Putting the Pieces Together

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Walk or ride along the narrow pathways snaking throughout the vast STX France shipyard in Saint-Nazaire, and the untrained eye sees it littered with what appear to be large chunks of ships.

Over there on the rather bleak, crowded industrial landscape is what appears to be the bulbous nose of a ship’s bow, a large protuberance that rides just under the water and directs its flow around the hull to reduce drag. (Workers at the yard may tell you that, simple as it looks, it’s the single most difficult piece to weld properly during fabrication).

In other places, pieces of steel welded at right angles appear to be little more than scrap, while nearby loom very tall, very wide cubes that look like thick slices of multi-story apartment buildings, their open ends protected by tarps.

These chunks are actually the primal building blocks of today’s most advanced shipbuilding, the result of decades of evolution in design and construction.

“When you stand on board and you watch the process you think, ‘Bloody hell, why were we not doing this all along?’” says Kevin Douglas, RCL vice president of technical projects – newbuild. “Well, sometimes you need to be taught a new way of doing things, or given a new tool, a new way to think, and then you apply it and you see how it gets better.”

In this case, better is faster and faster saves money. Compared to traditional shipbuilding methods of more than 20 years ago, Douglas says, building with blocks has cut construction time roughly in half.

The process, now used in virtually every major shipyard, is similar to prefabrication of housing units on land. The blocks may be shaped in any of several ways, some as cross-sections of the hull with gracefully curved sides, others closer to cubes with floor, four wall panels and ceiling.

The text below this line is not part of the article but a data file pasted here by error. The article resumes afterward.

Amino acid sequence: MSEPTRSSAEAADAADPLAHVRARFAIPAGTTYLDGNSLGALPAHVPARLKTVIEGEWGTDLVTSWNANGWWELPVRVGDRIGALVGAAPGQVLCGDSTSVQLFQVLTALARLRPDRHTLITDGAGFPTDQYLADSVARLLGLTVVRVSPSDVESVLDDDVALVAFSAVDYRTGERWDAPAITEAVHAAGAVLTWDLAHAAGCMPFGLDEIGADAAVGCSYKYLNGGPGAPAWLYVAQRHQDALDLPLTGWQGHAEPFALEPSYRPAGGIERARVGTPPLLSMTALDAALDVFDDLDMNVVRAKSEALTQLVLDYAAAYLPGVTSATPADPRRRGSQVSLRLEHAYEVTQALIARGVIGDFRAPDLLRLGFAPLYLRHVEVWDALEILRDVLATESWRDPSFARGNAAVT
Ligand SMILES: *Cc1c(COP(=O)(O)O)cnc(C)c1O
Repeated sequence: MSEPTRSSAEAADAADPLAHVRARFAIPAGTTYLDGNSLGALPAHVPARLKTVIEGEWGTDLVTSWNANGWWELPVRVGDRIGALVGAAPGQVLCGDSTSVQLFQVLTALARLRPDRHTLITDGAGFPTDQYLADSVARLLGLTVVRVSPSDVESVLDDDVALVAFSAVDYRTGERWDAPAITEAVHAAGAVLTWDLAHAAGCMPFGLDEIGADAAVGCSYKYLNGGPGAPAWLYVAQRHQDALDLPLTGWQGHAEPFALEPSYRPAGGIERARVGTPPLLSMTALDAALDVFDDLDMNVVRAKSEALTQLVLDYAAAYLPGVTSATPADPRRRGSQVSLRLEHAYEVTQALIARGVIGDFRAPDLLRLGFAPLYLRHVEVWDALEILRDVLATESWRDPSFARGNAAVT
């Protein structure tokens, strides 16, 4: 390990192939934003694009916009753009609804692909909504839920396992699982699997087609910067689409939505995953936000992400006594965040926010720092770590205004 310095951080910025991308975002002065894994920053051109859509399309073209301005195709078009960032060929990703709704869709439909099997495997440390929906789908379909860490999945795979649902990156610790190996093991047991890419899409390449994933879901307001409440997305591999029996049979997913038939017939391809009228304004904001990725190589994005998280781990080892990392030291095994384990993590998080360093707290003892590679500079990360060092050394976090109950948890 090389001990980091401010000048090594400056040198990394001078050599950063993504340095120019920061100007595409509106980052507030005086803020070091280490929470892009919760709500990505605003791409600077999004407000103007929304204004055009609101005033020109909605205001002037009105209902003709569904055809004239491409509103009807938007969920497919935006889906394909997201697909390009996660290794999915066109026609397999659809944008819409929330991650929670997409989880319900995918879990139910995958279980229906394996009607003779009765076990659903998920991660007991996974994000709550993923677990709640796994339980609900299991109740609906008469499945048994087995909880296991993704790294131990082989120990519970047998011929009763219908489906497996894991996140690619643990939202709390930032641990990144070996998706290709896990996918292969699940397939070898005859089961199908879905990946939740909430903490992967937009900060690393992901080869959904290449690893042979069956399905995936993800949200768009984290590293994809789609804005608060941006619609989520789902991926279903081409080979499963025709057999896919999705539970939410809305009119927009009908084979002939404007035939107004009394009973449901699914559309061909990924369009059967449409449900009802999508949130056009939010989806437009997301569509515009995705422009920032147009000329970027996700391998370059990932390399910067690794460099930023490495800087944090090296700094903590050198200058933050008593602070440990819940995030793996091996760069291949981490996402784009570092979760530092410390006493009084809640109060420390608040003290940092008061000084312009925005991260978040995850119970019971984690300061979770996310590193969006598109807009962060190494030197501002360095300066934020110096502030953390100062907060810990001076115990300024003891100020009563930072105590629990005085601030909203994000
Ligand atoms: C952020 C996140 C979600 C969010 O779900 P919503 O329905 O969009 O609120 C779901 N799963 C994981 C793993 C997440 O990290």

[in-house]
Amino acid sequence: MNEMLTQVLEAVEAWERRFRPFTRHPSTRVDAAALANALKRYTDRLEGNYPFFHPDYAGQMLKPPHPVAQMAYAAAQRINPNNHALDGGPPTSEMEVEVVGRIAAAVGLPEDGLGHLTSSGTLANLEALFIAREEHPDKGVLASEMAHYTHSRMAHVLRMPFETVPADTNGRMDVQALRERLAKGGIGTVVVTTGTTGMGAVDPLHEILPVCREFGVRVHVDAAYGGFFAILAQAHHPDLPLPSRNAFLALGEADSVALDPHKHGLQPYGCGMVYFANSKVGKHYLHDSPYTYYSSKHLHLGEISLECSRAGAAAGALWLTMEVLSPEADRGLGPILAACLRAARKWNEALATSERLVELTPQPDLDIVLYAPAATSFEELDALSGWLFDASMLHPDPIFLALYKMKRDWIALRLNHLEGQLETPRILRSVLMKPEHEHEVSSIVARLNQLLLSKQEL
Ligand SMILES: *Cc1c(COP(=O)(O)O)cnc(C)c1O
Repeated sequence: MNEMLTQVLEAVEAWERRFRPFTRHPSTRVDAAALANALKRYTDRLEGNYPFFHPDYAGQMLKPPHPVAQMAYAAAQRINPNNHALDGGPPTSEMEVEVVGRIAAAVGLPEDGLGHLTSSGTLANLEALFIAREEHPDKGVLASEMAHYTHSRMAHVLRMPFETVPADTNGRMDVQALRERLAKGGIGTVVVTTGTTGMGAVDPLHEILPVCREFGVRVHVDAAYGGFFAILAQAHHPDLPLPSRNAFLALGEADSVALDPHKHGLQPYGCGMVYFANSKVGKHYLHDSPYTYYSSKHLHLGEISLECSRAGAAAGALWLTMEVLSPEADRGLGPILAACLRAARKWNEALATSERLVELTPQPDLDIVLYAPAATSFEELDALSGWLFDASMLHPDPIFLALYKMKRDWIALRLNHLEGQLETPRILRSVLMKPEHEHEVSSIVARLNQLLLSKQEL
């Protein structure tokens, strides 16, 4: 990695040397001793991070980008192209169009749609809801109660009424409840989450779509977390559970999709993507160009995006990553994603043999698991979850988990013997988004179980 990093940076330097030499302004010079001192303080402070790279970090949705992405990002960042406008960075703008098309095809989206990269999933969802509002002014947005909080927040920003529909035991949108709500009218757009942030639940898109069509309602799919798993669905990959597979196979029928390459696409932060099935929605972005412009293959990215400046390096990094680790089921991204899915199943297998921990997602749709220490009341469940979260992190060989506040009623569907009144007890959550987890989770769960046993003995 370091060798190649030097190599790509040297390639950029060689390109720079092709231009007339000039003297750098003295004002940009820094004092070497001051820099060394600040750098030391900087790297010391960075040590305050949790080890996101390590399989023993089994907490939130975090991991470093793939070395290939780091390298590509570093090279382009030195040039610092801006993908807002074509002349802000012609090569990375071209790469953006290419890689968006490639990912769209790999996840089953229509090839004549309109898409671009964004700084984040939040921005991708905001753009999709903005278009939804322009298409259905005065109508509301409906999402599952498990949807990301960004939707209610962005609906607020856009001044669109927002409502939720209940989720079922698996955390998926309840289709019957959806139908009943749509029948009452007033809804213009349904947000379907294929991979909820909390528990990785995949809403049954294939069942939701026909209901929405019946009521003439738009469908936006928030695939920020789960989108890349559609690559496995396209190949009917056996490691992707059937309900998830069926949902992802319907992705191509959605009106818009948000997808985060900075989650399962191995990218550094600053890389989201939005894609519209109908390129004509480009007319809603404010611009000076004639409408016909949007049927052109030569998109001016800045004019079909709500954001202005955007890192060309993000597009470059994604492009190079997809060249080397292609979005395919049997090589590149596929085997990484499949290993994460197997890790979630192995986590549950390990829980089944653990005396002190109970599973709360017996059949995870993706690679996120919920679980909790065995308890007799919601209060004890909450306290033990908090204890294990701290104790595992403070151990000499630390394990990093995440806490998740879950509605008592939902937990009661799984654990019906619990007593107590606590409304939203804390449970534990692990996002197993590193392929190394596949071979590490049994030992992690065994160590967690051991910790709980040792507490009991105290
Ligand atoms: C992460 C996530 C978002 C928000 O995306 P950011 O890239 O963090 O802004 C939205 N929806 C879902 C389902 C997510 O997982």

Each of the blocks is pre-outfitted with wiring, HVAC ducts, plumbing – nearly everything required for that piece of the ship except flooring, tiling and other elements that might be spoiled as the blocks are assembled. As each block is completed, it’s lifted into place beside or atop another block and welded into place, usually by hand. Utility connections are made and the ship continues to take form.

The term “mega blocks” came along as shipyard gantry cranes grew bigger, were able to lift heavier loads, and more efficiently confronted the construction of the latest iteration of “mega ships” such as RCL’s Oasis and Quantum classes.

The ability to assemble blocks into mega blocks meant more work could be done on land, saving expensive, highly coveted time in dry dock where final assembly takes place.

“The bigger the lifting capacity, the fewer the number of blocks you need to install,” Douglas says.

In the last couple of years, STX France constructed a new gantry crane on its yard, one capable of doing the heavy lifting – as much as 1,400 tons – on even the biggest cruise ship in the world, Harmony of the Seas.

The newest pride of the fleet was handed over to RCL this month.